11.09.2013 | Halya Coynash

Manipulating the Referendum Question


During a television interview at the end of August, President Yanukovych stated that a referendum on whether to join the EU or the Customs Union would inevitably be required. This was reported as widely as his equally vague assurances that all conditions for the EU-Ukraine Association Agreement would be met.  

The first statement was both meaningless, and highly manipulative.  Nobody is inviting Ukraine to join the EU while the failure of Yanukovych’s regime to implement far less stringent EU demands continues to place the vital Association Agreement in very real jeopardy.

Since all public opinion polls have shown a majority in favour of greater European integration, any talk of such a referendum can only be aimed at switching the question around. 

The suspicion that the President is trying to shift the blame if the Association Agreement is not signed, and to keep all options open is only strengthened by apparent rebellion shown by some Party of the Regions MPs in the last week or so.  There are a number of Regions Party MPs with strong pro-Russian leanings. Vadim Kolesnichenko is notorious for aping every legislative move made in Russia, including a law against so-called “promotion of homosexuality”.  Neither he nor his Regions Party colleagues have, however, given any grounds over the last three years for suspecting even the faintest whiff of independent thinking, let alone a principled stand forcing them to vote against their party. 

The Communist Party has also voted to the last deputy card with the ruling party over the past three years.  On the other hand, the serious cognitive dissonance such collaboration induces in supporters makes any opportunity for Russia-supporting populist measures alluring. 

It is interesting that the Communists’ plan to launch calls for a referendum on joining the Customs Union was stopped by a ruling from the Kyiv District Administrative Court on 2 September.  This not only banned the planned meeting on 8 September, but also prohibited the Central Election Commission from sending a representative which would deprive any gathering which did take place of any legal force.  The court claimed that Ukraine’s “European integration vector is fixed in a number of legislative acts and therefore organizing a referendum on Ukraine joining the Customs Union does not comply with the requirements of Ukraine’s legislation”.  This correlates badly with Yanukovych’s remarks, not to mention a number of constitutional rights, however that’s all in the future at which point such arguments will presumably have been shelved.   

At the moment, then, a referendum on the subject is not planned.  Judging by the court’s questionable arguments, it can be assumed that no referendum not initiated by the ruling party is likely to get off the ground.  There are equally good grounds for anticipating that the results of the referendum will not disappoint the ruling party. 

This predictability is one of the reasons for strong opposition to the Law on National Referendums. The law was passed on 6 November 2012 while attention within the country and abroad was focused on parliamentary election vote-counting irregularities.  The very draft law infringes regulations since all documentation was from July 2010.  At that time it was sent back for reworking since some of the norms were in breach of the Constitution.  They remained so, and yet the same document was pulled out – and quickly “adopted” on 6 November. It was, in fact, voted for by a small number of MPs who used their party colleagues’ cards to cast “votes” on their behalf in (regrettably standard) breach of the Constitution. None of this nor widespread calls to veto the bill deterred the President from signing it into law on 27 November.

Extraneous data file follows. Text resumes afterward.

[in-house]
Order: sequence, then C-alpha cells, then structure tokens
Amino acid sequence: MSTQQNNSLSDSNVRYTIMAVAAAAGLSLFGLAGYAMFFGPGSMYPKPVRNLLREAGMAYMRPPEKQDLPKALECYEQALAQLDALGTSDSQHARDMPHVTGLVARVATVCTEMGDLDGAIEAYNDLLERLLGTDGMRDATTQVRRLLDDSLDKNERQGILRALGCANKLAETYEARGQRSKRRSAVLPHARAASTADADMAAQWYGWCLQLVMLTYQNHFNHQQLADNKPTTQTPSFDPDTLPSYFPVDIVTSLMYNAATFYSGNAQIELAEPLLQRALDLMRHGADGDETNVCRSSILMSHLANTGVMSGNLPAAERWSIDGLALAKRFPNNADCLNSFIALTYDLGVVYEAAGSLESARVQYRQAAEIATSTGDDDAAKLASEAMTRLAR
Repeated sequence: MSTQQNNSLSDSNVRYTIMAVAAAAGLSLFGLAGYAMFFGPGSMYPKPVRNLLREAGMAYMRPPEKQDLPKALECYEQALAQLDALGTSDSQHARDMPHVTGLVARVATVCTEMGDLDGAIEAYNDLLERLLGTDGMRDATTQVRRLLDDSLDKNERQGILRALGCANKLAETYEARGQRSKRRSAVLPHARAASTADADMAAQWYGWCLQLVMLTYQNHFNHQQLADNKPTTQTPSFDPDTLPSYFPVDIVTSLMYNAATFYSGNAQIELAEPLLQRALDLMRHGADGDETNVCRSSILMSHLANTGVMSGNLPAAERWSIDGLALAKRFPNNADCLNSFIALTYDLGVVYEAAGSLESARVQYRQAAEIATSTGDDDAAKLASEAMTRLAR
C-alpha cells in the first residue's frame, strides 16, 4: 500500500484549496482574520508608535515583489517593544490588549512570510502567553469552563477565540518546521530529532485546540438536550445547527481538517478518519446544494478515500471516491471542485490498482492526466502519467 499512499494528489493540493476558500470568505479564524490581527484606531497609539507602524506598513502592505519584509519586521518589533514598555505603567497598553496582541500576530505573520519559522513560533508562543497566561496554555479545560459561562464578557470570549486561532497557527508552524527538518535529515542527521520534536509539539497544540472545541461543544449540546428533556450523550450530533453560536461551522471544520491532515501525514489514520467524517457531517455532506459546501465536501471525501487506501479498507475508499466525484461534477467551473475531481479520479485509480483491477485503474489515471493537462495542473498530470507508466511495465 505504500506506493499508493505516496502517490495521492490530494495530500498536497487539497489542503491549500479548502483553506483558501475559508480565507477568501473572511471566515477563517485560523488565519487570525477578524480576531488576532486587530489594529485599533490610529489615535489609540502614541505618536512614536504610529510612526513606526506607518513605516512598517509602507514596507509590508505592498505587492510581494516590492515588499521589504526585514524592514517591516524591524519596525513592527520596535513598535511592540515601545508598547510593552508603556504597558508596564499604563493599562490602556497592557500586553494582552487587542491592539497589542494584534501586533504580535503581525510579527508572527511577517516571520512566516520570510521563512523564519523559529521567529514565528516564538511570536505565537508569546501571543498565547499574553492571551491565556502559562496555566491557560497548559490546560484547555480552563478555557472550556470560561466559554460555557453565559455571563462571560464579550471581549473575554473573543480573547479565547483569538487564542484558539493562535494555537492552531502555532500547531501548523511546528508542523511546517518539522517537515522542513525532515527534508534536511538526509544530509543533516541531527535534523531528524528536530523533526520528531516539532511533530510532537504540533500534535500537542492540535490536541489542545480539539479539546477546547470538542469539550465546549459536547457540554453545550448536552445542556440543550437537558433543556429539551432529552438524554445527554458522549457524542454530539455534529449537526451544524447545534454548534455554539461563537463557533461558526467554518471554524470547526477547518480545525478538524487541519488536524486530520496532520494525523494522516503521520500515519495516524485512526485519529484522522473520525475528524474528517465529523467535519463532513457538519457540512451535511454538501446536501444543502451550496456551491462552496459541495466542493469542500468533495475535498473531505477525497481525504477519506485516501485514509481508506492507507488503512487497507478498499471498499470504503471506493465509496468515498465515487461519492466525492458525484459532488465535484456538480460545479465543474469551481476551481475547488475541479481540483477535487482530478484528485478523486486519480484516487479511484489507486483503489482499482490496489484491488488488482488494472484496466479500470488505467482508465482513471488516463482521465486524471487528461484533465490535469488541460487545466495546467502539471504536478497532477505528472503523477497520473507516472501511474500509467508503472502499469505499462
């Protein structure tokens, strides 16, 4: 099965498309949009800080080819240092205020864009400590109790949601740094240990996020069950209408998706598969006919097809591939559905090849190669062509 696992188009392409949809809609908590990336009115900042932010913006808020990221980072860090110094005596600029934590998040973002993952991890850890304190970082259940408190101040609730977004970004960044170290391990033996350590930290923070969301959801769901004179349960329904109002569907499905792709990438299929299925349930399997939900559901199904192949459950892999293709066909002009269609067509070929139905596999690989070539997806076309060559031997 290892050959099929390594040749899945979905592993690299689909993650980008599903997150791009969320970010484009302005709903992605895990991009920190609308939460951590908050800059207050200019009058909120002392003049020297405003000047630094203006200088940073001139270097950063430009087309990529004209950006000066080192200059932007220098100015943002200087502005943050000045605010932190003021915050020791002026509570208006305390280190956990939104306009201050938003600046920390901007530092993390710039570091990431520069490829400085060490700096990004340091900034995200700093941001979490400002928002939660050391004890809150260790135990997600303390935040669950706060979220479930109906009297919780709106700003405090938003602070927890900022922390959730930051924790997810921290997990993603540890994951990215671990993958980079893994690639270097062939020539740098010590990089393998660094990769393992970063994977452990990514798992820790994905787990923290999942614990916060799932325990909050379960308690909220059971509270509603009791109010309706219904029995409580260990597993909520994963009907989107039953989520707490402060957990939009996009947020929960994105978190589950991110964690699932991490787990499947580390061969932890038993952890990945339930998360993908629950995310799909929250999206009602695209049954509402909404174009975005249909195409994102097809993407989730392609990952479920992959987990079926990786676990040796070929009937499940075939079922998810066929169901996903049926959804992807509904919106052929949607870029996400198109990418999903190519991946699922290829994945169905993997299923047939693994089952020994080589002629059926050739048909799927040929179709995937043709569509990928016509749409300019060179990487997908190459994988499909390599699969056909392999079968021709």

The law allows for a referendum to change the Constitution without receiving the constitutionally required two-thirds majority in parliament.  The ruling party cannot muster the requisite 300 votes without support from the opposition, making the prospect of bypassing parliament undoubtedly alluring.

The opinion provided on the law by the Council of Europe’s Venice Commission was altogether damning, but the greatest concern was expressed specifically over the possibility of introducing amendments to the Constitution via a referendum.  Venice Commission Secretary Thomas Markert told the Deutsche Welle Ukrainian Service that the opinion was probably one of the most critical ever issued, He believes it extremely dangerous for the stability of the country if effectively anything can be changed by means of a referendum.

Many of the other concerns voiced by the Venice Commission and by analysts and NGOs within Ukraine concern the possibilities for manipulation.  The referendum can be on a number of issues, with no control over how these are worded or grouped together. People could quite simply not understand what they were voting for. There are no regulations on public funding and campaigning, and no guarantees of equal access to the media of all interested parties.  The State authorities and bodies of local self-government will exert enormous influence at almost all levels.  

Since the result of a referendum would be binding, it is particularly significant that there is no minimum turnout. 

As the Law on National Referendum stands at present, the chances are stacked against a result not sought by those in power, and this could include fundamental changes to the Constitution.  Even with the best mechanisms in place, this would create worrying scope for abuse.  In Ukraine’s circumstances, the danger is immense. 

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